Josh (04:25):

Yeah. And where do you find in your experience, I suppose, being through university and you’re 17 now, you’ve obviously been through a lot of that study and talk to different people and be involved with different groups. You know, what’s the main difference there between community led and maybe something that is a bit more government driven or, or perhaps from other kind of parties.

Wallace (04:47):

That’s a really great question. I think community led health initiatives have a really important role in the broader delivery of health care in the country. So if we think about the different components of a health system, you know, quite simplistically, you’ve got the, the hospitals, um, which, you know, are mostly public and government run. You’ve got the sort of community-based health organizations, much like CHASE, but also a lot of other really important health organizations. Then you’ve got the suite of sort of private operators as well. I think community health initiatives serve a really important role because they often bridge the gap, between the health care sector and the people who need healthcare the most, um, because, you know, being able to work in the community directly, they’re able to connect with, with those people who are often at greatest disadvantage. Um, and so I think that’s, that’s one really important role of community health initiatives is that they, they connect people. Um, I think another really important role is that often the work that we do is more on a, more on a primary preventative level of, of health care, which is essentially saying, you know, if we think about, tertiary and secondary health care as the health care that you received when you were in a hospital, so you get sick, you go to a hospital and then you receive treatment for that. That is secondary and tertiary healthcare. Primary health care is a step before that, but says, I want to prevent you from getting sick in the first place. And so that’s where community initiatives like CHASE and all the other great organizations out there have a really important role through health literacy or education or engagement at an early level to prevent disease from happening in the first place.

Josh (06:48):

Yeah. That’s an important distinction to make. And I think good explanation for some people, you know, might not be focused on healthcare and wonder primary health care, what does that mean exactly? That’s a really good way of explaining it, Wallace, thank you. And that must be so important right now. I mean, it’s always important, but with, you know, the COVID situation, this global pandemic we’re facing, has that really changed CHASE’s you know, your main way you guys operate and your attention or what’s going on with that?

Wallace (07:19):

On an operational level its affected our organization quite significantly. I think most organizations in our society have been. CHASE specifically because we’re a mentoring program. We send out mentors directly into the schools who work with small groups of students and because of certain restrictions, we haven’t been able to do that this year. So we’ve had to rely a lot on, on the teachers and virtual delivery platforms to continue delivering our curriculum in schools this year. So certainly there’s been a really big shift, um, for the organization on an operational front. I think thinking more broadly to what COVID means for CHASE and other community led initiatives. The pandemic has really highlighted just how important population health is. We’ve seen that if the population health cannot be secured, then everything else comes secondary to that. So the, the, you know, we’ve seen a lot of economic troubles. We’ve seen a lot of geopolitical troubles. And so health is almost, at least from my perspective, the, the fundamental thing that has to happen before, um, everything else in a society can function normally. So I think going forward organizations that work in this population community health space will be of increasing importance. Um, very, very important because they will be sort of addressing some of the gaps that we have currently in the primary health care system.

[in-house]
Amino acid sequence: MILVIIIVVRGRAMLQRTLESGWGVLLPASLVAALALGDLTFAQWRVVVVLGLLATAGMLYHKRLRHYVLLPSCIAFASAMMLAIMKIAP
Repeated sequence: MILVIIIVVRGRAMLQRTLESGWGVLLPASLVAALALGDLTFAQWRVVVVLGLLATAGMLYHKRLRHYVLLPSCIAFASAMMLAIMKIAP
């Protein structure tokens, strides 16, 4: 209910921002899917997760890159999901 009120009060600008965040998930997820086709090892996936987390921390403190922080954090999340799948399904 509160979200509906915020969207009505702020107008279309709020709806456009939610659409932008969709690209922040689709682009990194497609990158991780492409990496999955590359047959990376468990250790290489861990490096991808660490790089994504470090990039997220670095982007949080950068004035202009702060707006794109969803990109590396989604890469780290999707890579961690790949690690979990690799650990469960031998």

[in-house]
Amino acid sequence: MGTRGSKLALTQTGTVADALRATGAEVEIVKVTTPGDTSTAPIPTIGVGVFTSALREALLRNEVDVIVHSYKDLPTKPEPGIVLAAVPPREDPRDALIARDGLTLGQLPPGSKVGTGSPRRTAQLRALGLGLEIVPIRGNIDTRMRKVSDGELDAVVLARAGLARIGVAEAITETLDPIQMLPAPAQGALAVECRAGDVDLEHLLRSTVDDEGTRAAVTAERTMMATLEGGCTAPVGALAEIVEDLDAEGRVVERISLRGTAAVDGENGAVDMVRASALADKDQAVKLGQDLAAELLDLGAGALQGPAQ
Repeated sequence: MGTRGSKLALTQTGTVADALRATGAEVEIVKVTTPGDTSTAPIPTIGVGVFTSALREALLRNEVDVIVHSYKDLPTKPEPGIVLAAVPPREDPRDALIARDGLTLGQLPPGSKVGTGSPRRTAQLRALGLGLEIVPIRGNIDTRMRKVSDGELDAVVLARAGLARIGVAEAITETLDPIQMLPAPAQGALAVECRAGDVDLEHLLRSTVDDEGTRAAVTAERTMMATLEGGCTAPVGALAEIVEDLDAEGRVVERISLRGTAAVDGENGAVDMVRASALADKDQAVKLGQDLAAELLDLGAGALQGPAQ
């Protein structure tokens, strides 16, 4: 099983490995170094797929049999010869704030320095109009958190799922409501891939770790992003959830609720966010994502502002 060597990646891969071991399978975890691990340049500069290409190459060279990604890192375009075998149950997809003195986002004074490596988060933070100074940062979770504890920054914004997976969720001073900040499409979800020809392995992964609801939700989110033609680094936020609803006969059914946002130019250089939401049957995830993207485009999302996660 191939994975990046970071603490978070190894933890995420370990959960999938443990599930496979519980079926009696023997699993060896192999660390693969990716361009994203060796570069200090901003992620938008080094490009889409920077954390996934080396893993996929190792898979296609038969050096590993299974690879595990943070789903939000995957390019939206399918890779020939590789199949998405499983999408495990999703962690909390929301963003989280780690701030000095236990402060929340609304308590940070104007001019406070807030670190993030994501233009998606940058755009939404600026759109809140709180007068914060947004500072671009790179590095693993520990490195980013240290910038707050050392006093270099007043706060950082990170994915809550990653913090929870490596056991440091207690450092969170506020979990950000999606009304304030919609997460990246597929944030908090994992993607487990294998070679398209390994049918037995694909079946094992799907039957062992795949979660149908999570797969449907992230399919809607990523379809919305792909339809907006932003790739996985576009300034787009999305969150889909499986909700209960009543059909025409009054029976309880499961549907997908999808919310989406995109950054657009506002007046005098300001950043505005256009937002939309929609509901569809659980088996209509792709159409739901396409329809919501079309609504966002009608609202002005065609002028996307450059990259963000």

Josh (09:09):

Wallace, with what you’re saying about the importance of a population’s health being at the forefront when, when some people, when, uh, you know, some commentators discussing how to combat COVID and, you know, the health of the economy versus a population to me, you would have some pretty strong thoughts on that.

Wallace (09:27):

An excellent question, Josh. And, and this is sort of fundamental question that our leaders  in our society, asked ourselves every day, you know, every day that we’re evaluating our situation, they’re essentially weighing up different factors of which health and of which the economy are two very big ones. I think for me, you can’t have one without the other, in one sense, you know, health, the delivery of healthcare, the successful delivery of health care, I should say is contingent on having a strong well-funded economy. Um, because at the end of the day, healthcare does receive a lot of economic support from our public system to keep functioning and to deliver the, the great services that it does. Now. Similarly, on the flip side, you can’t have a thriving economy, uh, without a robust health system, because if we think about what makes an economy thrive, it’s the individual people are being productive. And that, that causes a whole chain of events that causes overall growth. Um, but if someone can’t be productive because they’re falling sick, or if they can’t be productive because they lost their job, um, or because they’re stuck at home, then you start seeing a lot of implications on the economy as what you’ve seen. So I think this debate between the health and the economy is not as simplistic as, um, you know, one is the opposite of the other. I think there’s a lot more nuance here. And so that’s why all the decisions that we have to make have to be considered from a variety of perspectives. And it’s what I think, you know, our leaders have done exceptionally well during this pandemic, um, is that, you know, they’ve, they’ve done their best at considering all the different perspectives and coming up with a solution that is probably the best of a bad bunch because, you know, quite, quite honestly, it’s, it’s very hard to deal with a pandemic, um, in, in the first place.